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using iotop to find disk usage hogs

using iotop to find disk usage hogs






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May 25th. 2007:




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Workaround and fixes for the current Core Dump Handling vulnerability affected kernels

Workaround and fixes for the current Core Dump Handling vulnerability affected kernels






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April, 26th. 2006:

You are here: manpages


Section: System Administration (8)
Updated: October 2014
Index Return to Main Contents


swapon, swapoff - enable/disable devices and files for paging and swapping  


swapon [options] [specialfile...]
swapoff [-va] [specialfile...]  


swapon is used to specify devices on which paging and swapping are to take place.

The device or file used is given by the specialfile parameter. It may be of the form -L label or -U uuid to indicate a device by label or uuid.

Calls to swapon normally occur in the system boot scripts making all swap devices available, so that the paging and swapping activity is interleaved across several devices and files.

swapoff disables swapping on the specified devices and files. When the -a flag is given, swapping is disabled on all known swap devices and files (as found in /proc/swaps or /etc/fstab).



-a, --all
All devices marked as ``swap'' in /etc/fstab are made available, except for those with the ``noauto'' option. Devices that are already being used as swap are silently skipped.
-d, --discard[=policy]
Enable swap discards, if the swap backing device supports the discard or trim operation. This may improve performance on some Solid State Devices, but often it does not. The option allows one to select between two available swap discard policies: --discard=once to perform a single-time discard operation for the whole swap area at swapon; or --discard=pages to asynchronously discard freed swap pages before they are available for reuse. If no policy is selected, the default behavior is to enable both discard types. The /etc/fstab mount options discard, discard=once, or discard=pages may also be used to enable discard flags.
-e, --ifexists
Silently skip devices that do not exist. The /etc/fstab mount option nofail may also be used to skip non-existing device.

-f, --fixpgsz
Reinitialize (exec mkswap) the swap space if its page size does not match that of the current running kernel. mkswap(2) initializes the whole device and does not check for bad blocks.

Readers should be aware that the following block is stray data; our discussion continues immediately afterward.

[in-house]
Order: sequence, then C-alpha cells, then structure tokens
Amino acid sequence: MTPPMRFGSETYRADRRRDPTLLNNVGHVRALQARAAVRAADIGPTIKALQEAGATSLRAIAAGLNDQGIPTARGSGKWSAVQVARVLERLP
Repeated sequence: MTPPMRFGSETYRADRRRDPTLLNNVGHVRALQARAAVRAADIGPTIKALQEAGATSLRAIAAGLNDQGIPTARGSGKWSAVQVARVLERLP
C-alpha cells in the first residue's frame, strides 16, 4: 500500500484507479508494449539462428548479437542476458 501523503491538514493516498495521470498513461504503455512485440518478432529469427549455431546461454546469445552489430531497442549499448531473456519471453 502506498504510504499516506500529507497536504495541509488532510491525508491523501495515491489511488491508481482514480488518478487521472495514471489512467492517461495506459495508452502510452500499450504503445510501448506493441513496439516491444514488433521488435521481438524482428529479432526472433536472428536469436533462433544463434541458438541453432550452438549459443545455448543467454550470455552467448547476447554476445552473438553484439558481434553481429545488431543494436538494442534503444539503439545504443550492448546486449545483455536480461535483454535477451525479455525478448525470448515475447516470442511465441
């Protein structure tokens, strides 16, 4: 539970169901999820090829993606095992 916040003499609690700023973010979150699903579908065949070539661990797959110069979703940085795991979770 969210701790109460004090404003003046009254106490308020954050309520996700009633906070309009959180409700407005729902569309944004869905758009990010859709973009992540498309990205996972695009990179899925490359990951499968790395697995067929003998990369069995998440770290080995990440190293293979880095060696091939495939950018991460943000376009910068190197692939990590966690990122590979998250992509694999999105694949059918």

-h, --help
Display help text and exit.
-L label
Use the partition that has the specified label. (For this, access to /proc/partitions is needed.)
-o, --options opts
Specify swap options by an fstab-compatible comma-separated string. For example:

swapon -o pri=1,discard=pages,nofail /dev/sda2

The opts string is evaluated last and overrides all other command line options.
-p, --priority priority
Specify the priority of the swap device. priority is a value between -1 and 32767. Higher numbers indicate higher priority. See swapon(2) for a full description of swap priorities. Add pri=value to the option field of /etc/fstab for use with swapon -a. When no priority is defined, it defaults to -1.
-s, --summary
Display swap usage summary by device. Equivalent to "cat /proc/swaps". Not available before Linux 2.1.25. This output format is DEPRECATED in favour of --show that provides better control on output data.
Display a definable table of swap areas. See the --help output for a list of available columns.
Do not print headings when displaying --show output.
Display --show output without aligning table columns.
Display swap size in bytes in --show output instead of in user-friendly units.
-U uuid
Use the partition that has the specified uuid.
-v, --verbose
Be verbose.
-V, --version
Display version information and exit.


You should not use swapon on a file with holes. This can be seen in the system log as

swapon: swapfile has holes.

The swap file implementation in the kernel expects to be able to write to the file directly, without the assistance of the filesystem. This is a problem on preallocated files (e.g. fallocate(1)) on filesystems like XFS or ext4, and on copy-on-write filesystems like btrfs.

It is recommended to use dd(1) and /dev/zero to avoid holes on XFS and ext4.

swapon may not work correctly when using a swap file with some versions of btrfs. This is due to btrfs being a copy-on-write filesystem: the file location may not be static and corruption can result. Btrfs actively disallows the use of swap files on its filesystems by refusing to map the file.

One possible workaround is to map the swap file to a loopback device. This will allow the filesystem to determine the mapping properly but may come with a performance impact.

Swap over NFS may not work.

swapon automatically detects and rewrites a swap space signature with old software suspend data (e.g S1SUSPEND, S2SUSPEND, ...). The problem is that if we don't do it, then we get data corruption the next time an attempt at unsuspending is made.



enables libmount debug output.
enables libblkid debug output.



swapoff(2), swapon(2), fstab(5), init(8), mkswap(8), mount(8), rc(8)  


/dev/sd?? standard paging devices
/etc/fstab ascii filesystem description table  


The swapon command appeared in 4.0BSD.  


The swapon command is part of the util-linux package and is available from




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